Challenges of Women-Owned Businesses

Women have a unique stake in economic markets, policy and outcomes. We contribute to the U. S. economy; we have driven the creation of new businesses and jobs, moved into leadership roles providing financially for our children and families our employees and the community and we hold the majority vote. And we have done so by managing our many roles, including that of Mother.
 
Mothers are at the core of their families’ economic security. 72% of mothers work; the percentage of mothers working full time has increased over 61% since 1979. And a record 40% of all households with children under 18 include mothers who are either the sole or primary source of income for their family. Working mothers now account for 63.3% of household earnings.
 
Women have progressed from the home to the workplace and into business ownership, we now own 36% of all businesses and control up to $15 trillion in purchasing power, and we are expressing our unique views and needs from this position of power.
 
Unfortunately, women in business have not realized their full potential as our revenues are not commensurate with our numbers – women-owned firms produce only 4.23% of all firm revenues an annual opportunity shortfall of over $10 trillion dollars. And mothers are even more challenged given their dual roles.
 
A number of challenges face all women in business. The U.S. Women’s Chamber of Commerce has identified the top three challenges that impact the business bottom line.  They are access to capital, access to federal contracts and access to family friendly work environments.
 

Access to Capital

First, we must end the minimized access to capital, composition and high capital cost which holds women-owned businesses back from realizing their full economic potential.  Women entrepreneurs face significant barriers in obtaining the right capital – at the right cost – to maximize their opportunity for growth. For example, women are much more likely to fund their businesses with high cost capital sources (such as credit cards) and they start their firms with about 23 percent less of the capital needed with which men start comparable firms.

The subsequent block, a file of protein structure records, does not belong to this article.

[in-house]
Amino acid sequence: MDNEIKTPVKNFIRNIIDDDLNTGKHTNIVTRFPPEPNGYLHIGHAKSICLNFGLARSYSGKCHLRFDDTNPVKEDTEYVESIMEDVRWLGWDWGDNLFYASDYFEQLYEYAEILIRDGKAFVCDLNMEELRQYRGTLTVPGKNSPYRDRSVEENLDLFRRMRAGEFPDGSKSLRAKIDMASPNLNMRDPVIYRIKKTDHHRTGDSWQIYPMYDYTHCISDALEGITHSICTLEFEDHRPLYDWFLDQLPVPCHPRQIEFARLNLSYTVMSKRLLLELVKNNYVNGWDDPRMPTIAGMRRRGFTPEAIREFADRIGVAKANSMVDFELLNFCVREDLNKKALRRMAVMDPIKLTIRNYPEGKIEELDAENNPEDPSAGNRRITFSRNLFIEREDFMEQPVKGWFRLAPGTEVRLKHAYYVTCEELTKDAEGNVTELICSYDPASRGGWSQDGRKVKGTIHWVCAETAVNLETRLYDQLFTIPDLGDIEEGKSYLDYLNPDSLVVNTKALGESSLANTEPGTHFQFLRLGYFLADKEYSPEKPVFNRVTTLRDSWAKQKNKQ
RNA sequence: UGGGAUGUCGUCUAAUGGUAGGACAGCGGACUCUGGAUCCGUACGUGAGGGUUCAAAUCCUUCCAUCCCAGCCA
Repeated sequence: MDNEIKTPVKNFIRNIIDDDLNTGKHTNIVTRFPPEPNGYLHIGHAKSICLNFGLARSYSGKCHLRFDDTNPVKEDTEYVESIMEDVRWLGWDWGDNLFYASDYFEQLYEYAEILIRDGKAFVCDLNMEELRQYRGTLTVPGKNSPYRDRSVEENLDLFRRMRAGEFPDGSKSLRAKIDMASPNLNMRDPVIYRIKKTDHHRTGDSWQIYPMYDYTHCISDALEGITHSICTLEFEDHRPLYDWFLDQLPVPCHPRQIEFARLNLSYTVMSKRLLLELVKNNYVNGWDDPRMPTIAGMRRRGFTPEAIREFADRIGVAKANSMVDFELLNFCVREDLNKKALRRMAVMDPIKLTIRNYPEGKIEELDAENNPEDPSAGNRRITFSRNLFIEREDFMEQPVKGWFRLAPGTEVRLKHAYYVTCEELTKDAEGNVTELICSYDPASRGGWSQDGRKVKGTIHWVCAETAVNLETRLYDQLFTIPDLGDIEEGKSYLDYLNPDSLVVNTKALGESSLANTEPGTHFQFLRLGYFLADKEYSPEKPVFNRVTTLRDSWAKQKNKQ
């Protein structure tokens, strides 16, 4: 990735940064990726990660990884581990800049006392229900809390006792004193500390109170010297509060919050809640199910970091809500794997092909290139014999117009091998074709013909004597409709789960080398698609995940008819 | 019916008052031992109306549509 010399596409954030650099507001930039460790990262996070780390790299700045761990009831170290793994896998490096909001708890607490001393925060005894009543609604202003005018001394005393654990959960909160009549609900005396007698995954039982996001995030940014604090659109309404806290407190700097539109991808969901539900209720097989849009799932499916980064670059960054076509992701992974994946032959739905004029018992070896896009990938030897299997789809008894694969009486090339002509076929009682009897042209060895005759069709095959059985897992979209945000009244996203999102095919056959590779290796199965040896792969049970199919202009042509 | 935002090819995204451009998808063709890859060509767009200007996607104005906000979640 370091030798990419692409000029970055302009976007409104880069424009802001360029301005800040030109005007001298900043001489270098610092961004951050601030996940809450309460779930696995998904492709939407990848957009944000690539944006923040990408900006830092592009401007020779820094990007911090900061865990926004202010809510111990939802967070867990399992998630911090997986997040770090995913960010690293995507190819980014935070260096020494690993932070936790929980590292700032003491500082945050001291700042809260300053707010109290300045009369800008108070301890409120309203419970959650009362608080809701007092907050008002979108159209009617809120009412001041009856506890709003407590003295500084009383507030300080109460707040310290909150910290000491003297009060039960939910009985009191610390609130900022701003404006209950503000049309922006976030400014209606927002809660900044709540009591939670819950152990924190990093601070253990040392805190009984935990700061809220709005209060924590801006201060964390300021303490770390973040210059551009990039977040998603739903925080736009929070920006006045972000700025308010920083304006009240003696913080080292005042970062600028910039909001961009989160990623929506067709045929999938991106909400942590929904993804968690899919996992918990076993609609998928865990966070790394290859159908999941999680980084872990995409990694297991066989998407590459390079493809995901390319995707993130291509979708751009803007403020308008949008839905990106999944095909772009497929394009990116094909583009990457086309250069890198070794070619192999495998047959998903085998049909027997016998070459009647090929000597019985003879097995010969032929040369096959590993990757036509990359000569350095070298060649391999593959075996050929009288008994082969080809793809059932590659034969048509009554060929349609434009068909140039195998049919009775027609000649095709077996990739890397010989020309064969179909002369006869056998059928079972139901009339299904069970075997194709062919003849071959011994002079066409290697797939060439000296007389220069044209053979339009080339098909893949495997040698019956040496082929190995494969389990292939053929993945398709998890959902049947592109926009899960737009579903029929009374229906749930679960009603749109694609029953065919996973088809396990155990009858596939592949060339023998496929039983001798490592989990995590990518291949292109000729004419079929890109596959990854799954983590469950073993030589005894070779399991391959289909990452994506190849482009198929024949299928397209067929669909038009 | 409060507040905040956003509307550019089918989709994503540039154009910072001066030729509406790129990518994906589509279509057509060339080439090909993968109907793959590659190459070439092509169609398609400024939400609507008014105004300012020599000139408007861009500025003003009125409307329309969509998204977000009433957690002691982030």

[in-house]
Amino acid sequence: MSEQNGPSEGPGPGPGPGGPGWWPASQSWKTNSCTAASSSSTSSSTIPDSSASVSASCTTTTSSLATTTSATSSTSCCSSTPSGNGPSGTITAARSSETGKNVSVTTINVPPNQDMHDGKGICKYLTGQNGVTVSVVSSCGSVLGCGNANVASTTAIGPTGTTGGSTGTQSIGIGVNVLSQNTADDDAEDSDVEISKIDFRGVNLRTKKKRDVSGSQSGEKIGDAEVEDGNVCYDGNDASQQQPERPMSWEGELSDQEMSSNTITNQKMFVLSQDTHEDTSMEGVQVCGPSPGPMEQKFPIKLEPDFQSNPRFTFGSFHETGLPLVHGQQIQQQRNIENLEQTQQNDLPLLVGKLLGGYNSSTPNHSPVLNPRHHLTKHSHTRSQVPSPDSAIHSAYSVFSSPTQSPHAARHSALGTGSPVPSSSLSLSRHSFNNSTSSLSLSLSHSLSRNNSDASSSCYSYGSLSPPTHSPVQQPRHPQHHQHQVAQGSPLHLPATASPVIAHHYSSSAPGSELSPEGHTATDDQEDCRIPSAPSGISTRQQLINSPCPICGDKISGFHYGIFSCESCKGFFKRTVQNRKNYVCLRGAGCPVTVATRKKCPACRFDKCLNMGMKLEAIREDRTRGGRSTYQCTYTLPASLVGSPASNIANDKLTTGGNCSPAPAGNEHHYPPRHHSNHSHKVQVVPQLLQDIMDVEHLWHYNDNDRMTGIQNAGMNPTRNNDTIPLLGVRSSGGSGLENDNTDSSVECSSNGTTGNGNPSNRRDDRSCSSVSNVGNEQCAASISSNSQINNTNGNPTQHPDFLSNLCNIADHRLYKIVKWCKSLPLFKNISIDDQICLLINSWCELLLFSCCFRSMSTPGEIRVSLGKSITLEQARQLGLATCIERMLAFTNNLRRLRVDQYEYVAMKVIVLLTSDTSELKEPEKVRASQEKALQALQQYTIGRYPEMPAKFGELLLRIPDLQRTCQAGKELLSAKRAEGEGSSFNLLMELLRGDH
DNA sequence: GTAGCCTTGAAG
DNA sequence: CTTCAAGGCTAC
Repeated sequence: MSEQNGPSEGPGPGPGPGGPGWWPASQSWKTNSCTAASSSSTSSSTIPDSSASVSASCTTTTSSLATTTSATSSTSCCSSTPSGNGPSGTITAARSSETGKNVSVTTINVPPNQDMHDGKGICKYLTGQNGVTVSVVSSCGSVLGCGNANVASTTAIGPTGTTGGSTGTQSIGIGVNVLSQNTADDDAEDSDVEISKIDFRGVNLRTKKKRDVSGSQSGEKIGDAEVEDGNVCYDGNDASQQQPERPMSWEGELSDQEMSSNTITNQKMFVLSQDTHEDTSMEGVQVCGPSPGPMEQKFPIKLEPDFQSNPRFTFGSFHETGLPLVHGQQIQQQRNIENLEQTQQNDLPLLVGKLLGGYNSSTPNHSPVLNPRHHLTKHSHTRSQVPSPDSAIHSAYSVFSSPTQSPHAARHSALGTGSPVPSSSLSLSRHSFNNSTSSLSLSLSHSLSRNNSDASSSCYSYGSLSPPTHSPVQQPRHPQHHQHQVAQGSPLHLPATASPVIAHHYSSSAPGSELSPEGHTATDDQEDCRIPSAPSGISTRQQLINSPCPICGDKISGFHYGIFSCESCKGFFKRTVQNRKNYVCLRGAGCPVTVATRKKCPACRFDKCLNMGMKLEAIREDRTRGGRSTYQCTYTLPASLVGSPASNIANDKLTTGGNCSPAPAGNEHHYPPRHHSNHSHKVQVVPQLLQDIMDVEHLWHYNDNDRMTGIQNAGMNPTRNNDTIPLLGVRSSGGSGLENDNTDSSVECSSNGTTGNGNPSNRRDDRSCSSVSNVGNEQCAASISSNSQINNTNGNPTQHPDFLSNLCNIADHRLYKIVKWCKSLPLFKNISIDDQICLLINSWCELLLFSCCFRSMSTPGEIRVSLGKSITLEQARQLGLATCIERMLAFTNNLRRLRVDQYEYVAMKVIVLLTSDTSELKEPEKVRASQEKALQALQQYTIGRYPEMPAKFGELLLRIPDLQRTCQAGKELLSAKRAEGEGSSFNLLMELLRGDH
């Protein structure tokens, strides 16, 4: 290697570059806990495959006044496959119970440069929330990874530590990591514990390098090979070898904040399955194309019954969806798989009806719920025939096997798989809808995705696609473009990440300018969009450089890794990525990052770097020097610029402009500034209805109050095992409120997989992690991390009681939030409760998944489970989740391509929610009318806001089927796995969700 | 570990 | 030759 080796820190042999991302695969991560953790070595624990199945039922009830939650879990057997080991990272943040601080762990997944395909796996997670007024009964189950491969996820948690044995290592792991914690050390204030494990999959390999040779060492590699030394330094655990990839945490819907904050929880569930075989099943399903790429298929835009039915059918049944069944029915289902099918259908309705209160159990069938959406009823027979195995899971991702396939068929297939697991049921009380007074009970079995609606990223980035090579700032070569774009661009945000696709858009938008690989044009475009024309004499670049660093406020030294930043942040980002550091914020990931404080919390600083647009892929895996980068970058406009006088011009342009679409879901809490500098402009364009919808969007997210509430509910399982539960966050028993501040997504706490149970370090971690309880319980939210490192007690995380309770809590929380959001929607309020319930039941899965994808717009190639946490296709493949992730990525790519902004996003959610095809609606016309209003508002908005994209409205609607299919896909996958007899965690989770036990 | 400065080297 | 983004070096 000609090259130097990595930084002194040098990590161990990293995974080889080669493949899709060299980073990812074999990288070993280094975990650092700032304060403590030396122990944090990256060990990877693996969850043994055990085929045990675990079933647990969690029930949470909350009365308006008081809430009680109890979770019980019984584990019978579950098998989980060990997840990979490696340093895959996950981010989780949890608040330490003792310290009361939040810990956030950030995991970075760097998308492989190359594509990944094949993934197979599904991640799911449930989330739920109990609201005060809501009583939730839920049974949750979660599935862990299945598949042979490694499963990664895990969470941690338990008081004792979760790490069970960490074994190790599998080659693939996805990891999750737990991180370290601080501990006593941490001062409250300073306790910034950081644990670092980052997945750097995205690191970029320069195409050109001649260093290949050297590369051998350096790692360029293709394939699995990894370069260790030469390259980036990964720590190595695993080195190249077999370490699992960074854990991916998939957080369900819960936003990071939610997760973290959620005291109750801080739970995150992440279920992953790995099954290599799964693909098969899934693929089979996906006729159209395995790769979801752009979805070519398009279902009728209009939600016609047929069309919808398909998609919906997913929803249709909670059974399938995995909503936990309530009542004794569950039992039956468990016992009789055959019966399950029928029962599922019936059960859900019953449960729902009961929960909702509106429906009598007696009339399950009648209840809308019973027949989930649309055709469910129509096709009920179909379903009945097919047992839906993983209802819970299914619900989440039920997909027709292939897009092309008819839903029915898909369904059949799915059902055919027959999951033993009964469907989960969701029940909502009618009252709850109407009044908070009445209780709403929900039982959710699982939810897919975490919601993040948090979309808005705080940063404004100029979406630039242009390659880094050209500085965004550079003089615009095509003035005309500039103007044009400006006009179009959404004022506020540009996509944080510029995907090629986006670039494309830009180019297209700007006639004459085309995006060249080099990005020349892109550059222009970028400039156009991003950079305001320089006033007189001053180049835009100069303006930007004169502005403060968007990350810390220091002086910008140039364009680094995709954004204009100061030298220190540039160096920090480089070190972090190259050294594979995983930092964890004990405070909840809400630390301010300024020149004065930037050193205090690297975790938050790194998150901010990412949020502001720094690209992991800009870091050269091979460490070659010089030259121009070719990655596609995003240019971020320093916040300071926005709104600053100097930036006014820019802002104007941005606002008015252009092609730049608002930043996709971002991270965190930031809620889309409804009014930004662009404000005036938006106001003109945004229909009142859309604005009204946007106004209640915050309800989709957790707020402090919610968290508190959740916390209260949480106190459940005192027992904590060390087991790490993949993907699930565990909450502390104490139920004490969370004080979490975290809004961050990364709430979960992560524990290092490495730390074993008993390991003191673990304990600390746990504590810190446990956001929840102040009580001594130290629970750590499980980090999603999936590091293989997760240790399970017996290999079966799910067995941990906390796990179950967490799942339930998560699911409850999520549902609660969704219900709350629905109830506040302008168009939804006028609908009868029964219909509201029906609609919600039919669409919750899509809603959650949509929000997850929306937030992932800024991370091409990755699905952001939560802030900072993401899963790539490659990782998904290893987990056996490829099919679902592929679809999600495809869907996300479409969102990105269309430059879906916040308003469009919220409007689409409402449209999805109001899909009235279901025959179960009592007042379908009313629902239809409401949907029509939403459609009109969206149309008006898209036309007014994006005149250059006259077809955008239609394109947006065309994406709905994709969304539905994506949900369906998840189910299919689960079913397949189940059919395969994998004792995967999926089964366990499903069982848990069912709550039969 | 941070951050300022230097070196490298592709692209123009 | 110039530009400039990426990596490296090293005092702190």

Despite the vast economic importance of women-owned businesses, in 2012, only 9.3 Small Business Administration (SBA) 7(a) loans were issued per 10,000 women-owned businesses compared with 24.7 for male-owned small businesses. Women account for only 16 percent of conventional small business loans and these loans account for only 4.4 percent of the total dollar value of loans from all sources. Overall, just $1 of every $23 in conventional small business loans goes to a women-owned business.
 
Aside from the discrimination women face when applying for loans, women are less educated regarding capitalization and tend to have a limited set of resources / connections to the full range of the lending community. And the SBA has not aggressively sought to fulfill their role in ensuring that loan dollars backed by SBA funds are committed across the full range of market needs, nor do they hold their lenders accountable.
 
 
 

Access to Federal Contracts

Despite Small Businesses’ critical importance to our nation’s economy, their share of federal contracts continues to decline. Small business awards were $23.6B less in FY2015 than they were in FY2010 – including a large contraction of $20B between FY2014 and FY2015. Finally, of the 261,969 small businesses listed in the Small Business Administration (SBA) database of firms seeking federal contracts, only 108,660 secured contracts in FY2014.
 
Women-Owned Small Businesses (WOSBs) and Economically Disadvantaged Women-Owned Small Businesses (EDWOSBs) are being even further hurt. The stated goal is to award 5 percent of federal contracts to WOSBs as prime or subcontractors – despite the fact that women own ten million firms representing 36 percent of all U.S. businesses. Moreover, according to a 2014 Government Accountability Office (GAO) report, in 2012 and 2013, 40 percent of the WOSB and EDWOSB awarded contracts went to ineligible firms. According to the SBA Inspector General, federal agencies’ contracting officers awarded 15 of 34 set-aside awards, totaling $7.1 million, without the companies meeting the set-aside requirements of WOSB. Specifically, 10 of 34 WOSB set-aside awards were for ineligible work, and 9 of the 34 were awarded to firms that did not provide required documentation to prove that they were eligible for WOSB.